c/o William Halliday, Photo Editor

c/o William Halliday, Photo Editor

Through triumphs, loses, and many overtimes, the Wesleyan soccer teams have had anything but a predictable season. Though their seasons didn’t end as the teams had hoped, there is certainly much to build on for next year.

The men’s team ended the season on a positive note, taking down Conn College in New London, 2-1. However, a rough stretch from the end of September to the beginning of October, where they went 0-4-2, doomed their chances at making the NESCAC tournament. Yet the Cards refused to let these downfalls get to their head, acknowledging that the NESCAC is the most competitive NCAA Division III league in the country.

“The NESCAC is an extremely competitive league year after year and unfortunately, we struggled to get results in [the] conference,” said Trevor Devanny ’20. “Many of our NESCAC games were decided by only one goal, with some taking more than ninety minutes to find a result and unfortunately, we were on the wrong end of many of these close games. Moving forward we have to find a way to edge out those tough gritty games.”

The team finished with a winning record overall (7-6-2), which is definitely a building block for the future. The Dirty Birds know they cannot lose a step with the loss of many seniors that none of their NESCAC rivals will endure.

“We had eight seniors this year who were all amazing contributors to the team and even better role models for the underclassmen, so it is very hard to see them go,” Devanny said. “That being said, it’s our responsibility to make sure the underachievement of these past few years changes going forward. I think the group we have coming back allows us to do just that if we have a productive offseason.”

c/o William Halliday, Photo Editor

c/o William Halliday, Photo Editor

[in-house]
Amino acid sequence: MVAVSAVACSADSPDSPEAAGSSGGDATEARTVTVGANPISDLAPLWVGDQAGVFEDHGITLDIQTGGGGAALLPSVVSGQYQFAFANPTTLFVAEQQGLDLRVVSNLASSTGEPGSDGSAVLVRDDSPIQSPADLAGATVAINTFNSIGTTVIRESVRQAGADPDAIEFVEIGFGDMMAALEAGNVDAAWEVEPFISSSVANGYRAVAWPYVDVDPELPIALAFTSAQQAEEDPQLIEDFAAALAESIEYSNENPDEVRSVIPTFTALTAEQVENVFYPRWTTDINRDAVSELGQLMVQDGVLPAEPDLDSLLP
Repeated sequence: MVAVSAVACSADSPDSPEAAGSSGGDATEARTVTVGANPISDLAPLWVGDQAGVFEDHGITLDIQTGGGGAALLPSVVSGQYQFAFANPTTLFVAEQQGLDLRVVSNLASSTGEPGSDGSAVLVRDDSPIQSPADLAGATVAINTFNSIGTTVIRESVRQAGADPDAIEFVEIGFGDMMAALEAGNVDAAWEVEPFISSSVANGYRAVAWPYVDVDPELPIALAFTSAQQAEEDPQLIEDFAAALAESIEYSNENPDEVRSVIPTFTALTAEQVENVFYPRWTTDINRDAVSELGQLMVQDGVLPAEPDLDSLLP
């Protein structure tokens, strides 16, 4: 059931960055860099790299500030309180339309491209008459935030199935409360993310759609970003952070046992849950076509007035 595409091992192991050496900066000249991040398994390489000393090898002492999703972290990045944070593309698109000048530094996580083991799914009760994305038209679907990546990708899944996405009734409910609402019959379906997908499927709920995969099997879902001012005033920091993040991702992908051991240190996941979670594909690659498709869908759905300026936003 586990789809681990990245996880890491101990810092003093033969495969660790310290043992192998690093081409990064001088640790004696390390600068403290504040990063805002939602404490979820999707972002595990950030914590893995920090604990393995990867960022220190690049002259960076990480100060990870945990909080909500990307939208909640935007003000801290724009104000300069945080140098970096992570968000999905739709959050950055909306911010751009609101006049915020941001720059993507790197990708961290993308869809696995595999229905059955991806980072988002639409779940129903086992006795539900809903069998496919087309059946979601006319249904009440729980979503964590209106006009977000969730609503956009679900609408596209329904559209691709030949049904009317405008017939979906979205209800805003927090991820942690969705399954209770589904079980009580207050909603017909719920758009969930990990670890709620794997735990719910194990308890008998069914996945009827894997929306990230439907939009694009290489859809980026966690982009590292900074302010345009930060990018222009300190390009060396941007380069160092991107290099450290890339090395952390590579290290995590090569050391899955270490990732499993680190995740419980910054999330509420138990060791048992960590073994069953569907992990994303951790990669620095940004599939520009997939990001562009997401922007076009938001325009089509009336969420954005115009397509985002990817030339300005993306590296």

Although the team has not performed to their aspirations over the last few years, a fighting, strong determination has been instilled in the program. They know nothing will be given to them and they have to take it for themselves.

“Our final win at Connecticut College really spoke to the culture within our program,” Devanny said. “Now it’s just about bringing that same fight and chip on our shoulder all season long.”

The women’s soccer team has also faced a challenging season this year. Finishing the season 6-8-2 was certainly a positive for the program, as they are still working towards finding a winning season. Unfortunately, their record wasn’t quite enough to get them into the NESCAC tournament, and they landed in ninth place.

Assistant Coach AJ Stueck admired the team’s effort, growth, and endurance as the season went on.

“We were focused on getting better every time we played,” Stueck said. “Ultimately, we hope every day to see progress and were happy with that progress over the course of the season.”

One goal for the team was to employ a defensive-minded, tough, controlling style of play.

“As a team, we look to shut out our opponent,” he said. “We are still focused on imposing our style of play on the opponent for 90 minutes.”

The team hoped this would instill a winning atmosphere and lead to a streak of victories. Unfortunately, that is exactly what the team would not do. The Cards were a bit topsy-turvy, never having a winning or losing streak longer than two games for the first 12 contests of the season.

c/o William Halliday, Photo Editor

c/o William Halliday, Photo Editor

The biggest positive the team can take from this season is its youth. This iteration of the women’s soccer team only had one senior, goalie and captain Meg Hanan ’18. Furthermore, the home record for Wes was certainly one to be proud of and one to build on for the future. At 4-4, the team knows that next season, it can really use the friendly confines of Smith and Jackson Fields to their advantage. In addition, the team only finished one spot away from making the NESCAC tournament, a reasonable goal for most teams and certainly one that the Cards feel like they should reach next season.


Emilio Weber can be reached at eweber@wesleyan.edu.